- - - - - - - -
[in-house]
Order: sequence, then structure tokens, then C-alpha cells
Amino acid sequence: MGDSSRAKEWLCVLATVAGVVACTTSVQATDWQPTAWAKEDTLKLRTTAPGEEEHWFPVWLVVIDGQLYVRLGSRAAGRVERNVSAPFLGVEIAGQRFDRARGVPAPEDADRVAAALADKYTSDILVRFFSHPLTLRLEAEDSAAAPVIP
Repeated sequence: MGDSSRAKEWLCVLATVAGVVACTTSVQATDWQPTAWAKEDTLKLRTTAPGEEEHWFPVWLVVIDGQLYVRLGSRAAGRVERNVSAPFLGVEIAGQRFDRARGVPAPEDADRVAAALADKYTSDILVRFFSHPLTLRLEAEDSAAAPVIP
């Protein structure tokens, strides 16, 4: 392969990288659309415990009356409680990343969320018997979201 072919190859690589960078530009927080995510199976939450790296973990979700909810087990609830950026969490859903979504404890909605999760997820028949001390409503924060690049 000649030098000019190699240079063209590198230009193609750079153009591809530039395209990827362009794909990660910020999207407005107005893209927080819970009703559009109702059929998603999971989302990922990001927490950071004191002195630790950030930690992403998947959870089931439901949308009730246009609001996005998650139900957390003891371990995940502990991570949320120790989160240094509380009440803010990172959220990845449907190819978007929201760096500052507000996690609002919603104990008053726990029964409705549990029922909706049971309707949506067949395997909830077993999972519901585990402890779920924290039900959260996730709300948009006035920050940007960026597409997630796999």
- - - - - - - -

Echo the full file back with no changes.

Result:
[in-house]
Order: sequence, then structure tokens, then C-alpha cells
Amino acid sequence: MGDSSRAKEWLCVLATVAGVVACTTSVQATDWQPTAWAKEDTLKLRTTAPGEEEHWFPVWLVVIDGQLYVRLGSRAAGRVERNVSAPFLGVEIAGQRFDRARGVPAPEDADRVAAALADKYTSDILVRFFSHPLTLRLEAEDSAAAPVIP
Repeated sequence: MGDSSRAKEWLCVLATVAGVVACTTSVQATDWQPTAWAKEDTLKLRTTAPGEEEHWFPVWLVVIDGQLYVRLGSRAAGRVERNVSAPFLGVEIAGQRFDRARGVPAPEDADRVAAALADKYTSDILVRFFSHPLTLRLEAEDSAAAPVIP
């Protein structure tokens, strides 16, 4: 392969990288659309415990009356409680990343969320018997979201 072919190859690589960078530009927080995510199976939450790296973990979700909810087990609830950026969490859903979504404890909605999760997820028949001390409503924060690049 000649030098000019190699240079063209590198230009193609750079153009591809530039395209990827362009794909990660910020999207407005107005893209927080819970009703559009109702059929998603999971989302990922990001927490950071004191002195630790950030930690992403998947959870089931439901949308009730246009609001996005998650139900957390003891371990995940502990991570949320120790989160240094509380009440803010990172959220990845449907190819978007929201760096500052507000996690609002919603104990008053726990029964409705549990029922909706049971309707949506067949395997909830077993999972519901585990402890779920924290039900959260996730709300948009006035920050940007960026597409997630796999």